Development of a food web for prairie grasshoppers using DNA barcoding
The construction of food webs is particularly challenging for animal species that are easily disturbed, highly mobile, and broadly generalist. One approach is to combine field observations with data collected through DNA barcoding. This molecular technique can be used to identify species from unknown tissue samples by comparing a DNA sequence to a DNA barcode "library" of potential matches from the field site or habitat to identify the source. Studies have used barcoding to describe the diets of several species of herbivorous mammals by barcoding the plant material in the feces. More recently, the diets of specialized tropical beetles have been determined by grinding up the beetles and extracting the plant DNA. In this study, we are building a feeding network for prairie grasshoppers, using a non-destructive approach that involves the collection of feces from live grasshoppers. At three blackland prairie sites in eastern Mississippi, grasshoppers were captured, identified, and held in test tubes until they produced a fecal pellet. They were then released, unharmed. Plant DNA was extracted from the frass, and the DNA was amplified through PCR using primers for the rbcL gene region. After the PCR product was sequenced, the sequences were aligned and manually edited.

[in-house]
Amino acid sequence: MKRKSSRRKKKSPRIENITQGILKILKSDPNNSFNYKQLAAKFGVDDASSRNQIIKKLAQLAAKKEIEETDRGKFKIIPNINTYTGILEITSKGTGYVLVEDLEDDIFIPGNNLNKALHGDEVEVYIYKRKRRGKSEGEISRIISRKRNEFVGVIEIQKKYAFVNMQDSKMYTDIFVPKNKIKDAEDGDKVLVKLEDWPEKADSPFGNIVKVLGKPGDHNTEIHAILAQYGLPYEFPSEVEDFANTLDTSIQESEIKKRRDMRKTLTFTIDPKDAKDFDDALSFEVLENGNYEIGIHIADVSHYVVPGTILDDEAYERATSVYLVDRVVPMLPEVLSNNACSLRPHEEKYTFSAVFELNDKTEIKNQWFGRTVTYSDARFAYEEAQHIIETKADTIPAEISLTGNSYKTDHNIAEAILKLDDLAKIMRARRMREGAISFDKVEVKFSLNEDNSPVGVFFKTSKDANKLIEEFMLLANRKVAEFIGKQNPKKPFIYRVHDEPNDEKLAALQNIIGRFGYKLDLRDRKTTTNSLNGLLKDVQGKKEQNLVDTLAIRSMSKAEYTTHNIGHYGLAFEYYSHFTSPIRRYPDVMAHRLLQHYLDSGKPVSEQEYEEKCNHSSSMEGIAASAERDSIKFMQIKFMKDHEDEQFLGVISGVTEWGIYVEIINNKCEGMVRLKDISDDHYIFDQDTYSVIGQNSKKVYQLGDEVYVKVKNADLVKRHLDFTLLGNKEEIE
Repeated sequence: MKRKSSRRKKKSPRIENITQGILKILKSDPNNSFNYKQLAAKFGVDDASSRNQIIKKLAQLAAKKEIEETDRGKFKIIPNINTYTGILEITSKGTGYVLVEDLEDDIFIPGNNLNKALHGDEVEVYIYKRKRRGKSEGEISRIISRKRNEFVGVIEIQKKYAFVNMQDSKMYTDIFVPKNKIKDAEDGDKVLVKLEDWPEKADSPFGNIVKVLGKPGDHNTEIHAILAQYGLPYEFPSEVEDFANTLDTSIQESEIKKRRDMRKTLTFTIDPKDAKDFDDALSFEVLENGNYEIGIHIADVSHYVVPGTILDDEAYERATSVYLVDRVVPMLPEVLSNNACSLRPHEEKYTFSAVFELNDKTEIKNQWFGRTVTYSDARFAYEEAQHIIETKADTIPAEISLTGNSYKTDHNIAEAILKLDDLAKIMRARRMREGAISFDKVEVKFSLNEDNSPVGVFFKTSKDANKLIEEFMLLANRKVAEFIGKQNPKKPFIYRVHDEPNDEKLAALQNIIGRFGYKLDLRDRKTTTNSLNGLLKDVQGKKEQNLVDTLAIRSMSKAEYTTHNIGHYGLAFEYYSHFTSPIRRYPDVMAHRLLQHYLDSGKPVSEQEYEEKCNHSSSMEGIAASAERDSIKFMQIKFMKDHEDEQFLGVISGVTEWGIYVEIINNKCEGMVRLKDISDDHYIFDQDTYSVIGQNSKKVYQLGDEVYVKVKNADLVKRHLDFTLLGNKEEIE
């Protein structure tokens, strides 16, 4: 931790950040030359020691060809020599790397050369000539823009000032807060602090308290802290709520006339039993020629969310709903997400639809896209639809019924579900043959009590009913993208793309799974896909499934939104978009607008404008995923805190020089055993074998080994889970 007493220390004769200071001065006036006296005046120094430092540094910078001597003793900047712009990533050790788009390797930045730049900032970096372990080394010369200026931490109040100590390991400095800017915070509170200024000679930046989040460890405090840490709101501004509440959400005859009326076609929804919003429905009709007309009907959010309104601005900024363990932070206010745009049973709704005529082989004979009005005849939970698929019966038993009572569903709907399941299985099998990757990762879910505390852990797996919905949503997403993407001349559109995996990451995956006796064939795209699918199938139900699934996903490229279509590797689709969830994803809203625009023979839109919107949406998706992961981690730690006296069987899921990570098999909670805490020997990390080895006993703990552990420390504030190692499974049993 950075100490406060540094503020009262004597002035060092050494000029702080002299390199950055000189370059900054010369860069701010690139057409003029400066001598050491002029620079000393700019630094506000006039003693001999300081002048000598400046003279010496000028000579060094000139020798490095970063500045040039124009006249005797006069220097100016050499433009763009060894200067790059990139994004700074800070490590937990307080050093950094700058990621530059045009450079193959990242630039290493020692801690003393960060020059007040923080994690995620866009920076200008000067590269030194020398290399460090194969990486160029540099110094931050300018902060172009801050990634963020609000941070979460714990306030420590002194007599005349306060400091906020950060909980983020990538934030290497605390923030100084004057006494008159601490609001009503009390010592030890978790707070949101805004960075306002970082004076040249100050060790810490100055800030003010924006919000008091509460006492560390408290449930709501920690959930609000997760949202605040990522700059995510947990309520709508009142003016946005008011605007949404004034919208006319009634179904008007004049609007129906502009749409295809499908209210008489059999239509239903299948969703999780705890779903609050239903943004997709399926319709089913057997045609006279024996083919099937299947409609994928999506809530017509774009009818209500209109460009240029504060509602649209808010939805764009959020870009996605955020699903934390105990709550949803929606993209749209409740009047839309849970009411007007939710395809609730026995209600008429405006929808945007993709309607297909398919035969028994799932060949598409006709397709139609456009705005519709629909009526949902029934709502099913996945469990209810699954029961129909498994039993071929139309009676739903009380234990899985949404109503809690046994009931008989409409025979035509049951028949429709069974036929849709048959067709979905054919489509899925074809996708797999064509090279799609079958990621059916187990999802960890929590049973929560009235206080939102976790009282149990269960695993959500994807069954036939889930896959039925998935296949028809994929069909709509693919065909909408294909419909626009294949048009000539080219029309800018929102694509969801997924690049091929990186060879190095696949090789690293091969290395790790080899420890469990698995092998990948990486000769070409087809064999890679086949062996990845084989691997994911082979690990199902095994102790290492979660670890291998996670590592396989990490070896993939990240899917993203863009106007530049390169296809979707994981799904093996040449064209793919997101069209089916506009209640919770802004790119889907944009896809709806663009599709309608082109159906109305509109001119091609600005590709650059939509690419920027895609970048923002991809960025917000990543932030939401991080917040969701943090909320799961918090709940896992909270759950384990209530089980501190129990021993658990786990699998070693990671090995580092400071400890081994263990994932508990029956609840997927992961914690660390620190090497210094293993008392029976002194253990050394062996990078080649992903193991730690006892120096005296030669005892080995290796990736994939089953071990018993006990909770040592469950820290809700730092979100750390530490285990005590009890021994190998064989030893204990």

Our samples came from 17 species of grasshoppers in 13 genera. From 187 initial samples, 56 yielded high quality, bi-directional sequences (with three additional uni-directional sequences). Of these, 35 were homozygous, consisting of plant DNA from a single species. These were compared to a pre-existing DNA barcode library for prairie plants from Mississippi and Alabama. Twelve samples were identified to a single plant species with greater than 99.5% pairwise identity, while 16 were identified to genus. The remaining seven samples were likely derived from plant species not in the barcode library. Twenty-four samples appeared to contain plant DNA from more than one species. Of the identified plants, sixteen taxa are represented, from 14 genera and seven plant families. The broad diets of many of the grasshopper species are evident. For example, in the six samples analyzed from Amblytropidia mysteca, four plant species were represented from three plant families. While we are currently working on ways to improve the recovery of DNA from samples, this technique allows for the construction of a basic feeding network that can then complemented and expanded by field methods.